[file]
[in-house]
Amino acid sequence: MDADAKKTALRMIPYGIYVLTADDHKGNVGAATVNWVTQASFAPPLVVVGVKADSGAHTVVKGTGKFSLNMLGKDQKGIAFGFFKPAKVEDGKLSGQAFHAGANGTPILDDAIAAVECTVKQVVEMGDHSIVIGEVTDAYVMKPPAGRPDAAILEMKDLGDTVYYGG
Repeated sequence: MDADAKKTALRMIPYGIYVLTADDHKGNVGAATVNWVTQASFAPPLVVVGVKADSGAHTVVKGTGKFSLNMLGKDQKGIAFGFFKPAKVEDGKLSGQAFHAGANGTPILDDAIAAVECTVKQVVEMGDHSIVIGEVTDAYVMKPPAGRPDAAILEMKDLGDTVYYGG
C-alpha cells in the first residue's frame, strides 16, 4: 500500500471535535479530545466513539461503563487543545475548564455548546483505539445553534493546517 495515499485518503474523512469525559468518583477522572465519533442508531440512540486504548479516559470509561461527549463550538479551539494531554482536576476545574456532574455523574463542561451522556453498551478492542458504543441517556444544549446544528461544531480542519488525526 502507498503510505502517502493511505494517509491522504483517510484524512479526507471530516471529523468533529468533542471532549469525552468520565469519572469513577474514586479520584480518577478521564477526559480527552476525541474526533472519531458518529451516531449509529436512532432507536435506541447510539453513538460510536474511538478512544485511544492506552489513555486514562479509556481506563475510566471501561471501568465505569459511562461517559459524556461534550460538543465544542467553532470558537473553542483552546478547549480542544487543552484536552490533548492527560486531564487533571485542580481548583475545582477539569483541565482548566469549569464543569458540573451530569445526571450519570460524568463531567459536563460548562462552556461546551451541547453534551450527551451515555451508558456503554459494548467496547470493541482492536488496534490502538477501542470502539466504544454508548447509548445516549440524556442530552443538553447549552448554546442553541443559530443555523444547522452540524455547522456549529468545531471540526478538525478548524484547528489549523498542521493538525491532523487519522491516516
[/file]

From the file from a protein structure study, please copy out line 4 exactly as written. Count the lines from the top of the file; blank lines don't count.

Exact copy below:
C-alpha cells in the first residue's frame, strides 16, 4: 500500500471535535479530545466513539461503563487543545475548564455548546483505539445553534493546517 495515499485518503474523512469525559468518583477522572465519533442508531440512540486504548479516559470509561461527549463550538479551539494531554482536576476545574456532574455523574463542561451522556453498551478492542458504543441517556444544549446544528461544531480542519488525526 502507498503510505502517502493511505494517509491522504483517510484524512479526507471530516471529523468533529468533542471532549469525552468520565469519572469513577474514586479520584480518577478521564477526559480527552476525541474526533472519531458518529451516531449509529436512532432507536435506541447510539453513538460510536474511538478512544485511544492506552489513555486514562479509556481506563475510566471501561471501568465505569459511562461517559459524556461534550460538543465544542467553532470558537473553542483552546478547549480542544487543552484536552490533548492527560486531564487533571485542580481548583475545582477539569483541565482548566469549569464543569458540573451530569445526571450519570460524568463531567459536563460548562462552556461546551451541547453534551450527551451515555451508558456503554459494548467496547470493541482492536488496534490502538477501542470502539466504544454508548447509548445516549440524556442530552443538553447549552448554546442553541443559530443555523444547522452540524455547522456549529468545531471540526478538525478548524484547528489549523498542521493538525491532523487519522491516516